Welcome back to the second edition of Foam Roller Fridays.
This week we will be going through my top tips to foam rolling the Latissimus Dorsi commonly known as “the lats”.
The lats are a very large muscle that originates on the spinous processes of T7-L5, the thoracolumbar fascia, the iliac crest, the inferior 3-4 ribs and the inferior angle of the scapula and it inserts into the intertubercular groove of the humerus. In English means it starts on your pelvis and lower to middle back and spans up past the ribs and shoulder blade, underneath the shoulder girdle attaching to the upper arm.
As the lats are such a vast muscle the function of it can affect a lot of other parts of the body along the kinetic chain. For example, shoulder mobility can be limited by the fact that someone is in a state of excess spinal extension causing the lats to tighten up and crank down on the shoulder girdle.
The lats also play a big part in core stability, anyone who has done front squats compared back squats will notice a big difference in what they can lift. In the front squat the shoulders are flexed and lats are outstretched meaning they cannot be engaged well unlike in the back squat where it is taught to pull the lats in to tighten up the back creating greater support or reinforcement of the spine allowing for greater loads to be lifted. Also similar in the deadlift where engaging the lats assists in maintaining a strong, controlled posture throughout the lift preventing the spine from flexing.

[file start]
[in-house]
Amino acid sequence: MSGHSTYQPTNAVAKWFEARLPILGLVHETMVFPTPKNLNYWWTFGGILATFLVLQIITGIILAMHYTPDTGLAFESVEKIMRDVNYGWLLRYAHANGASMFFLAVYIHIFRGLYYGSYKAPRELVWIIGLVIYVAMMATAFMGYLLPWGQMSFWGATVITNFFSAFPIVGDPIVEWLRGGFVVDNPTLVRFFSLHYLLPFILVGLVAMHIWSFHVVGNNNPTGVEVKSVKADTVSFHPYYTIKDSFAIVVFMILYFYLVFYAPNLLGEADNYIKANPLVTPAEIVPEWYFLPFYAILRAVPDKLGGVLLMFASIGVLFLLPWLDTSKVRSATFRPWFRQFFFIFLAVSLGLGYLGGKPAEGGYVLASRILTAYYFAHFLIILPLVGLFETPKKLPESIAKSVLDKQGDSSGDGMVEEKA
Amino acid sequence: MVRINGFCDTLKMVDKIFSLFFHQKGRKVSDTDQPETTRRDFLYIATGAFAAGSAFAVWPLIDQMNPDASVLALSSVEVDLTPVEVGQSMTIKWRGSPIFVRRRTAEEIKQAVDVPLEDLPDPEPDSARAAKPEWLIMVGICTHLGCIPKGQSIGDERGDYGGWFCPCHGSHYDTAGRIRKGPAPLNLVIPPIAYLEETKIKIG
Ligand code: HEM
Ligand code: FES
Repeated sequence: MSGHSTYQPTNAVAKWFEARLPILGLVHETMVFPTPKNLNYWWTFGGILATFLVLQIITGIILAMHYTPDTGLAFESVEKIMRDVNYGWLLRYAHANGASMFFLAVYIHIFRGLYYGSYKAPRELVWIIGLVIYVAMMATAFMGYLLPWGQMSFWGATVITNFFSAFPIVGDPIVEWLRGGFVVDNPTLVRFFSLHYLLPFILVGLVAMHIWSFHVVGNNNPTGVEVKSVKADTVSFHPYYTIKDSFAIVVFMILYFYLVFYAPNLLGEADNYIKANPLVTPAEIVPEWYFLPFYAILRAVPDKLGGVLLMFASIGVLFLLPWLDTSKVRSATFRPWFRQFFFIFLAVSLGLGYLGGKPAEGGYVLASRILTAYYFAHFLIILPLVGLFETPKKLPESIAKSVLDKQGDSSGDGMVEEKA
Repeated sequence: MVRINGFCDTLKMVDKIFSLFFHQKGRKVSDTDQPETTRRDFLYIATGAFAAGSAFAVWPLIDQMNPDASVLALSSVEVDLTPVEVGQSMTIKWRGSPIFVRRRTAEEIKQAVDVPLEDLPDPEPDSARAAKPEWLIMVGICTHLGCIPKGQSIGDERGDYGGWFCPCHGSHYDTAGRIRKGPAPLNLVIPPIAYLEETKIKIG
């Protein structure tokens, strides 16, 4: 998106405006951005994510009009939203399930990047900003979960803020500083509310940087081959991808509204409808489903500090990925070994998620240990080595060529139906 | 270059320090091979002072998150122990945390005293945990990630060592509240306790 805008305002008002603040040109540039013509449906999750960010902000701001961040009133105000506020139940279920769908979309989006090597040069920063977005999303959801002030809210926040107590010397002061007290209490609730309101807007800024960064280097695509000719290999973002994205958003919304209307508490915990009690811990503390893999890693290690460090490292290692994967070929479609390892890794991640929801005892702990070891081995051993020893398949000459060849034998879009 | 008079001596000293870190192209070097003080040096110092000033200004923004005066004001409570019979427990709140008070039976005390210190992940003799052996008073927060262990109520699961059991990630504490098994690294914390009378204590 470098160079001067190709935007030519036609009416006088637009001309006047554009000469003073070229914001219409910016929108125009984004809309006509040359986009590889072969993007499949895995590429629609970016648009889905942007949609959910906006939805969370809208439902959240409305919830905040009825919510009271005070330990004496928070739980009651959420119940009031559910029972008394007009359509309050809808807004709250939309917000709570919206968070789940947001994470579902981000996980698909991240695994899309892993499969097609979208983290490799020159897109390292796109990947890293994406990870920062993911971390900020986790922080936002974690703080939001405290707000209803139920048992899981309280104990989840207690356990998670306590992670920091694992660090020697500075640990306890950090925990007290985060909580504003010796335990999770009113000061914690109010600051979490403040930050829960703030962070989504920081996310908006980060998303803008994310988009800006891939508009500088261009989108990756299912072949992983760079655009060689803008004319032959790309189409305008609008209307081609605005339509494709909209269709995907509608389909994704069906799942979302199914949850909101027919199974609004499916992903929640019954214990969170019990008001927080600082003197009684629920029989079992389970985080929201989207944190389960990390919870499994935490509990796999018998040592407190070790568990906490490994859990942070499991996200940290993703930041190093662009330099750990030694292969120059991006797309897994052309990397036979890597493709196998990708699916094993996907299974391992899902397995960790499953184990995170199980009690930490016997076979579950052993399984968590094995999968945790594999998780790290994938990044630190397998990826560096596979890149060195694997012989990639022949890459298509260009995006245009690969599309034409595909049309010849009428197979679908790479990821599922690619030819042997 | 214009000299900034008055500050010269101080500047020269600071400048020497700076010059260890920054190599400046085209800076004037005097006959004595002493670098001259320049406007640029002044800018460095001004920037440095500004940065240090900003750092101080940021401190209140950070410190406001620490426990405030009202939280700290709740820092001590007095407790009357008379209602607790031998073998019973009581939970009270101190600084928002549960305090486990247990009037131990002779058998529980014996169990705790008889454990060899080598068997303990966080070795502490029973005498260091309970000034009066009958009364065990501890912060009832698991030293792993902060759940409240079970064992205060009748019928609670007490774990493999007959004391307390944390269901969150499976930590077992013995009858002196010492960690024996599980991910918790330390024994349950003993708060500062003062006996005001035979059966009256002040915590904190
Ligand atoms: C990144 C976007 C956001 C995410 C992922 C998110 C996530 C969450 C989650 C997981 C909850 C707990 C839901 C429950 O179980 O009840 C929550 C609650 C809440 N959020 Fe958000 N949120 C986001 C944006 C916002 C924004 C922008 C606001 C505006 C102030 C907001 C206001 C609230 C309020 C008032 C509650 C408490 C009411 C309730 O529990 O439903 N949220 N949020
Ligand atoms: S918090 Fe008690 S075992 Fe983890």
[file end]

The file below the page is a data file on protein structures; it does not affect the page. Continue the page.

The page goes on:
The lats perform several movement tasks on the arms/shoulder including shoulder extension, adduction and internal rotation. If the lats are tight, it creates a limitation for the person to raise their arms overhead or out to the side without pain or restriction. Foam rolling the lats will allow a greater freedom of overhead movement without requiring the body to go to a state of spinal extension to compensate.
Foam rolling the lats will benefit a large variety of athletes especially those involving lots of repetitive overhead throwing or movement such as cricket, baseball and the majority of racquet sports. It is also very common in people with office jobs to have tight lats where they are in a state or thoracic flexion, shoulder extension, adduction and internal rotation.
In using the techniques demonstrated in the video it will allow a greater range of motion around the shoulder joint relieving shoulder pain, reduce tightness in repetitive actions and enhance the overall performance function of the shoulder. Due to the sheer size of the muscle it will take longer than the previous ITB release and reposition yourself to vary the angle of contact is important to hit all areas of the lat.
Pay carefully attention around the edge or “border” of the scapula as this tends to create the greatest sensitivity as the scapula provides a solid surface beneath the muscle increasing the pressure on the muscle. Work with the muscle to find trigger points and allow sufficient time for them to release, concentrating on deep controlled breathes will enhance the release of the fascia and muscle tightness.
Look out for my next video in March when I will be focussing on the lower back, predominantly the spinal erector muscles.
Watch my video on “the lats” here
By oliver ody
Call now 01323 722499